The Golden Book by Kate Ryan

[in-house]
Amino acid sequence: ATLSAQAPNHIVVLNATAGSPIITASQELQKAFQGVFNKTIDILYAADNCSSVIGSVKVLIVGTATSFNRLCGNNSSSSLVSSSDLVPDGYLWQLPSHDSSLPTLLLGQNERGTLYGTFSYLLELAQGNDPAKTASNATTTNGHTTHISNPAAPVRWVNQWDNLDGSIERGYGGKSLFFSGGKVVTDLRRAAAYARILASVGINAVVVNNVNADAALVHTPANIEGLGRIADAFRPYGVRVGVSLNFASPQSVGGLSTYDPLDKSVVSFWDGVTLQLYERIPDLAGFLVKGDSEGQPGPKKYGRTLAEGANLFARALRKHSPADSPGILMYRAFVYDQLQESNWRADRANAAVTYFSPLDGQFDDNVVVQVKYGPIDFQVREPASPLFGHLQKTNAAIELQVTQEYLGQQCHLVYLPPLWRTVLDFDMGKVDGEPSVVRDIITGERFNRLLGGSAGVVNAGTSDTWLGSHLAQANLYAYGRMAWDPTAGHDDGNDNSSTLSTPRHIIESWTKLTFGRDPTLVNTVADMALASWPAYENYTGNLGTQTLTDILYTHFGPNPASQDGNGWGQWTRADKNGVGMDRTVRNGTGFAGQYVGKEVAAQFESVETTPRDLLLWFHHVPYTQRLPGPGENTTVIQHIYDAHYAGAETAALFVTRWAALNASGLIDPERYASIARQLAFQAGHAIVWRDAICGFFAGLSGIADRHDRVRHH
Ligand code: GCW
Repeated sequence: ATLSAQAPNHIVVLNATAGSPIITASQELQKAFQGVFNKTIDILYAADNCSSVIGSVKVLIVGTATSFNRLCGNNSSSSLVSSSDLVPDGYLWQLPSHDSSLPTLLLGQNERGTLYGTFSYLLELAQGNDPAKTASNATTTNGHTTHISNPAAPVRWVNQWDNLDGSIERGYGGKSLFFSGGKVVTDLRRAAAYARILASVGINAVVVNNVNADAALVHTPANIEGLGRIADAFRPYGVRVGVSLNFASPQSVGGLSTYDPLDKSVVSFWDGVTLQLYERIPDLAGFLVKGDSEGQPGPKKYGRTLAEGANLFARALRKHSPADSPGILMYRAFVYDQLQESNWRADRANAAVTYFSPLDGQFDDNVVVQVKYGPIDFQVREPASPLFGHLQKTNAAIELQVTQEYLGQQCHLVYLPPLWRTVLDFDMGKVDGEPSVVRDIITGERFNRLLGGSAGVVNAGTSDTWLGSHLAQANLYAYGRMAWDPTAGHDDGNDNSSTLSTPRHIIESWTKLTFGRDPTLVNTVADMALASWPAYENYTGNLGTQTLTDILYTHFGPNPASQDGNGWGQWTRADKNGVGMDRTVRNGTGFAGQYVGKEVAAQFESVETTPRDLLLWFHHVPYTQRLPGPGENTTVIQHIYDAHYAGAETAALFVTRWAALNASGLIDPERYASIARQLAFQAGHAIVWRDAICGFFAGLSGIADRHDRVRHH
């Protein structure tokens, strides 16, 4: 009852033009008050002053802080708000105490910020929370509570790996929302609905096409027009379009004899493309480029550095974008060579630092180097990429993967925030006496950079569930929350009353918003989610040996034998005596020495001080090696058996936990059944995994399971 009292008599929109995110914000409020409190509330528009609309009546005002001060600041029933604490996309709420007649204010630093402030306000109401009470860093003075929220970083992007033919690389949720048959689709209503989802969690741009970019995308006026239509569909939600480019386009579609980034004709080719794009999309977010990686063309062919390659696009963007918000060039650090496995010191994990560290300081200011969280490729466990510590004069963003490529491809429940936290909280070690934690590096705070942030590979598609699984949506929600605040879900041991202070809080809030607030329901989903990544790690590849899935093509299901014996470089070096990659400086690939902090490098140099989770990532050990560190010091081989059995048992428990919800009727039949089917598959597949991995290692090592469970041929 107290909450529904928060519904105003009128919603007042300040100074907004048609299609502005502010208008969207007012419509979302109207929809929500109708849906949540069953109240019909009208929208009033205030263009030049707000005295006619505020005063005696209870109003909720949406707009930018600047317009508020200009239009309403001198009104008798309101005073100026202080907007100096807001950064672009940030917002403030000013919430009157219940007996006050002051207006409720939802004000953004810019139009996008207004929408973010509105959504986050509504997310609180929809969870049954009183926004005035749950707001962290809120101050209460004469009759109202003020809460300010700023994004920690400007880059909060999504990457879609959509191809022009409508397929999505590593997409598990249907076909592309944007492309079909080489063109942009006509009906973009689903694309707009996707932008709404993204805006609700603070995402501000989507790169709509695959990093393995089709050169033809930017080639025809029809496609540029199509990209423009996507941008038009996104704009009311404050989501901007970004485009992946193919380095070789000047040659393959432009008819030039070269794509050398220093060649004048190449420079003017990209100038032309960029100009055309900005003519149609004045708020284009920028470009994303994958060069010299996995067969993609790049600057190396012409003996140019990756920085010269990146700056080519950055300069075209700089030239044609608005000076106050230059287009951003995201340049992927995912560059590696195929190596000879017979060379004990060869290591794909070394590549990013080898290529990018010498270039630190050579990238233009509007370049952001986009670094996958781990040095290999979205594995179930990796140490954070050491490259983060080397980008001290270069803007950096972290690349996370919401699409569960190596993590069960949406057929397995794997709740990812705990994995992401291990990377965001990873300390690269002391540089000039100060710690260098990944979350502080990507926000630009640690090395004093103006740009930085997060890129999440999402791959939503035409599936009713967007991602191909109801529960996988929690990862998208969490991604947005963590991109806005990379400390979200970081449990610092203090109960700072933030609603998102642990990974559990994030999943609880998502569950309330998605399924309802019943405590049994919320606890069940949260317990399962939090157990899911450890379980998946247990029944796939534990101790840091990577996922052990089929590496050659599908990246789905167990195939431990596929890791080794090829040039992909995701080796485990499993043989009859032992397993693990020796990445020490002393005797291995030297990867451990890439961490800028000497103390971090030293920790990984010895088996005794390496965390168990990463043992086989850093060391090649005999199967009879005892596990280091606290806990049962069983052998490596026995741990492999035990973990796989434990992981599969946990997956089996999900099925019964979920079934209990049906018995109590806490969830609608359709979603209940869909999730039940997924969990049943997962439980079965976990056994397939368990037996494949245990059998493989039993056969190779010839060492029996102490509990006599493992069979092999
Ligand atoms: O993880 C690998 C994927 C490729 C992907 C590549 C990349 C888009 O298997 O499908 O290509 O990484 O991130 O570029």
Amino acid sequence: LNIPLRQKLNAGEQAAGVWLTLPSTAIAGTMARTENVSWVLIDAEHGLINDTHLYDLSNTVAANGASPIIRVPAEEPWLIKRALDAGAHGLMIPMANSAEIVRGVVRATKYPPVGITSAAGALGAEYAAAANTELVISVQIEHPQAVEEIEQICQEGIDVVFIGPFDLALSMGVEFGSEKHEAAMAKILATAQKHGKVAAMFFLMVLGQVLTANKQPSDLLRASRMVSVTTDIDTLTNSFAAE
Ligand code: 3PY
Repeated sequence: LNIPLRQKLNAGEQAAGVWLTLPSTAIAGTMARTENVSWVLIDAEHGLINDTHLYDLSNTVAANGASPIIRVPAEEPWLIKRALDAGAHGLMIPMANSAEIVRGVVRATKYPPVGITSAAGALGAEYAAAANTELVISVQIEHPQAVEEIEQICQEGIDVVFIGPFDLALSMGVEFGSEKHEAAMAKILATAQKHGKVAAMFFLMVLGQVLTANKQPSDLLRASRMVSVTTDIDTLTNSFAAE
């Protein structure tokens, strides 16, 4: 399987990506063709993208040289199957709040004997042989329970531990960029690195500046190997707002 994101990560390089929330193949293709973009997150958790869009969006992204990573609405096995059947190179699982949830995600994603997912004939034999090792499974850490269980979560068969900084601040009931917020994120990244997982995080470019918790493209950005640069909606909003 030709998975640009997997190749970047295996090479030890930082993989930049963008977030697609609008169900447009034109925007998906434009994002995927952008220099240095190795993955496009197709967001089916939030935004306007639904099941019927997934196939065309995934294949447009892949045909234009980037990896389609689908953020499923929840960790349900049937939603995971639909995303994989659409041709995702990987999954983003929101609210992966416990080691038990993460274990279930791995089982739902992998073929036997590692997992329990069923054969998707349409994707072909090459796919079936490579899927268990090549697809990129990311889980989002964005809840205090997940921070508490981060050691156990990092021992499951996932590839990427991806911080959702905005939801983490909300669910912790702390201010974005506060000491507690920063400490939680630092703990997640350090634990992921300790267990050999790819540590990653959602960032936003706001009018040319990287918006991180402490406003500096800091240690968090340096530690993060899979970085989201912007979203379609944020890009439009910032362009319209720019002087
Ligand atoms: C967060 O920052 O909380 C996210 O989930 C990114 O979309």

If you pay any attention to the zeitgeist, you know that (noun-turned-verb) parenting is as contentious a topic as ever.  From Leunig cartoons to the school staff room—and in social media, of course—judgements are made about parents who don’t conform to The Right Way, but there is no consensus about what that might be. Kate Ryan’s debut novel The Golden Book interrogates parenting styles in a story that explores responsibility and blame in the context of a child’s life ruined by a single reckless moment. In the NSW regional town of Bega in the 1980s, best friends Jessie and Ali come from different backgrounds. Ali is an only child with a controlling mother called Diana and a compliant father called David.  They are teachers, they are middle-class, and their child lives in an ordered household with predictable routines, nutritious meals and good results at school.  Jessie is ‘free-range’, with three brothers, all four of these children from different fathers.  Jessie’s mother Aggie is anti-interventionist, haphazard, cheerfully disorganised,  and fleetingly interested in causes and half-baked efforts at crafts.  Her latest bloke is the unpleasant Claudio, and she is often stoned on weed.  Jessie is highly intelligent with a phenomenal memory but she is illiterate, probably dyslexic.  Her prospects at high school don’t look good, and she is often hungry. Beginning to chafe at the loving but strict regime in her home, Ali is attracted to freedom and adventure with Jessie.  Together every day, they share a love of epic adventures in stories of the Greek heroes and the Knights of the Round Table.  Ali reads these books at home and retells them to Jessie, and at Jessie’s place, she also reads these stories aloud.  Jessie dreams up the idea of a series of covert quests to be undertaken before they turn thirteen.  These quests are really dares, and they buy a Golden Book to record the dare and its execution.  Ali does the writing, and Jessie cannot read what is written in this journal of risk-taking.  Some of these quests are semi-reproduced in the writing class that Ali attends as an adult, and this is how the reader recognises the risks being taken as well as the emerging fissures in the children’s relationship. The structure of book, which nods at Doris Lessing’s The Golden Notebook, is fragmentary, moving backwards and forwards in time and place as the adult Ali confronts her memories of the tragedy that befell Jessie.  In adulthood, Ali is a teacher like her parents, and with an ever-present awareness of the vulnerability of childhood she is over-mothering her nine-year-old daughter Tam.  Tam, like her mother before her, is attracted to an ‘unsuitable’ friendship that involves risk-taking too.  Bettany has a mother called Terri who is Missing-in-Action and leaves responsibility for Bettany to her morose elder daughter Megan. Parenting styles come to the fore when the adult daughter of Ali’s live-in lover turns up and creates chaos, culminating in risk to Tam.  Ed says he’ll ‘talk to’ Poppi but he doesn’t set any boundaries. Examples of controlling parenting (Ali and her mother) are off-set by the free-range variety chosen by Aggie and the overwhelmed-by-the-disasters-of-life type framed by Terri.  In middle-age, when Jessie finally dies (which we know from the outset so that’s no spoiler) Ali has an epiphany about her sense of responsibility and blame for what happened, and the reader finally deduces how it occurred. Do we all do parenting in the same way our parents brought us up, or do we react against it and become the sort of parents that we wanted our parents to be?  I think I was a mixture of both, but I’m not sure what The Offspring might conclude! I think book groups would enjoy discussing the issues raised by this novel. You can read more about Kate Ryan here. Author: Kate RyanTitle: The Golden BookCover design by ScribePublisher: Scribe Publications, 2021ISBN: 9781922310088, pbk., 256 pagesReview copy courtesy of Scribe Publications